\begin{prooftree} \AxiomC{$((\lnot A \to (A \to B)) \to B) \to B$} \AxiomC{$\scriptsize{1}$} \noLine \UnaryInfC{$\lnot A \to (A \to B)$} \AxiomC{$\lnot A$} \AxiomC{$\scriptsize{2}$} \noLine \UnaryInfC{$A \to B$} \AxiomC{$A$} \AxiomC{$\scriptsize{3}$} \noLine \UnaryInfC{$B$} \RightLabel{$\scriptsize{\to E,3}$} \TrinaryInfC{$B$} \RightLabel{$\scriptsize{\to E, 2}$} \TrinaryInfC{$B$} \RightLabel{$\scriptsize{\to_{b} I, 1}$} \UnaryInfC{$(\lnot A \to (A \to B)) \to B$} \AxiomC{$\scriptsize{4}$} \noLine \UnaryInfC{$B$} \RightLabel{$\scriptsize{\to E, 4}$} \TrinaryInfC{$B$} \end{prooftree}

The proof of theorem \eqref{reduc} shows that the inference

\begin{prooftree} \AxiomC{$(\lnot A \to (A \to B)) \to B$} \UnaryInfC{$B$} \end{prooftree}

is provable in Core logic, therefore the deduction above is reducible to

\begin{prooftree} \AxiomC{$\scriptsize{1}$} \noLine \UnaryInfC{$\lnot A \to (A \to B)$} \AxiomC{$\lnot A$} \AxiomC{$\scriptsize{2}$} \noLine \UnaryInfC{$A \to B$} \AxiomC{$A$} \AxiomC{$\scriptsize{3}$} \noLine \UnaryInfC{$B$} \RightLabel{$\scriptsize{\to E,3}$} \TrinaryInfC{$B$} \RightLabel{$\scriptsize{\to E, 2}$} \TrinaryInfC{$B$} \RightLabel{$\scriptsize{\to_{b} I, 1}$} \UnaryInfC{$(\lnot A \to (A \to B)) \to B$} \UnaryInfC{$B$} \end{prooftree}

that is to say, by keeping only the undischarged assumptions:

\begin{prooftree} \AxiomC{$\lnot A$} \AxiomC{$A$} \BinaryInfC{$B$} \end{prooftree}

in contradiction with \eqref{para}.


Tennant claims that truth tables are respected by Core logic [1, p. 185], but it is false that his system respects truth tables as method of logic.

Note that, because of theorem \eqref{heyting}, the semantic proof that \eqref{con} is reducible to \eqref{atom} should be trivial thanks to rule (v) of Quine’s algorithm [3, p. 14]:

Drop \(\top\) as antecedent of a conditional. (Reason: a conditional with true antecedent is true or false according as the consequent is true or false).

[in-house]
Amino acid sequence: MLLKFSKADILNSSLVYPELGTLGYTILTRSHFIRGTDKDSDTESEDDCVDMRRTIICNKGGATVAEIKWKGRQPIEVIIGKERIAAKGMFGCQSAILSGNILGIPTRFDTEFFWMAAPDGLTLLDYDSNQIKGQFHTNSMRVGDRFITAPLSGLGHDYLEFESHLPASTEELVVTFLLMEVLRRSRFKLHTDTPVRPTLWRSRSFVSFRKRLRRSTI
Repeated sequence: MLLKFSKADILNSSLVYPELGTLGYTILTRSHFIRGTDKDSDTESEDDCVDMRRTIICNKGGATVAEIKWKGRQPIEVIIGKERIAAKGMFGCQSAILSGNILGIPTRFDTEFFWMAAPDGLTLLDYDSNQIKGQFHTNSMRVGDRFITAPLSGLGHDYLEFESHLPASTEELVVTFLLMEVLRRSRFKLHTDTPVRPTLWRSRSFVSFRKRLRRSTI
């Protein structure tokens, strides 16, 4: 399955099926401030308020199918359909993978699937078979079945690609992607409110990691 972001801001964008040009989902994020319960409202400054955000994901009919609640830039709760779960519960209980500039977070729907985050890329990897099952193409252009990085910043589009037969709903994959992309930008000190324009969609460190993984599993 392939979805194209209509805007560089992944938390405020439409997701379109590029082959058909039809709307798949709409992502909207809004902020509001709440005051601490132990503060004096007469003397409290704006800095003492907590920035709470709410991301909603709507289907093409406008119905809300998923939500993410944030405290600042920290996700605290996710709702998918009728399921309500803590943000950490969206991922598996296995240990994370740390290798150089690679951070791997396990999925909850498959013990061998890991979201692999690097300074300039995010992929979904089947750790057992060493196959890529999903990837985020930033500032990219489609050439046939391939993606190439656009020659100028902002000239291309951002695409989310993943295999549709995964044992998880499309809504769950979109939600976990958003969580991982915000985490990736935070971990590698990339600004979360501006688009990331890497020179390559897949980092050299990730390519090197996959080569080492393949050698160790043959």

Quine’s rule (v) should be admissible in Core logic on the base of the claim that Core logic respects truth tables: as in any logical system respectful of truth tables, this rule being based on an inspection of the truth table for the conditional. Thus, on the right of sequent \eqref{fatal2}, Quine’s rule (v) allows the reduction of conditional \eqref{con} to its only consequent, that is to atom \eqref{atom}, for the reason that the antecedent of conditional \eqref{con} i.e. \eqref{heyting} is a Core theorem and is true by definition.

Therefore, to conclude in the style of Wittgenstein [4], in contradiction with the first claim for Core logic expressed by formula \eqref{para}, sequent \eqref{fatal2} in Core logic says that

\begin{equation} \label{LFP} \lnot A, A \vdash B \end{equation}

because \eqref{con} and \eqref{atom} are semantically identical: both are true or false depending exclusively on the truth or falsity of B. But in spite of their equivalence, the Core logician denies that \eqref{atom} can replace \eqref{con} on the right of sequent \eqref{fatal2}, therefore it is false that Core logic respects truth tables as method of logic.


Bibliography

[1]
N. Tennant, Core Logic, 1st ed. Oxford University Press, 2017 [Online]. Available: https://global.oup.com/academic/product/core-logic-9780198777892?cc=fr&lang=en&
[2]
A. Heyting, Intuitionism: An Introduction, 2nd ed. North Holland Publishing Company, 1956.
[3]
W. v. O. Quine, Methods of Logic. Cambridge, Mass., U.S.A.: Harvard University Press, 1982.
[4]
L. Wittgentstein, Tractatus Logico-Philosophicus. Sweden: Chiron Academic Press, 2016 [Online]. Available: https://www.wisehouse-publishing.com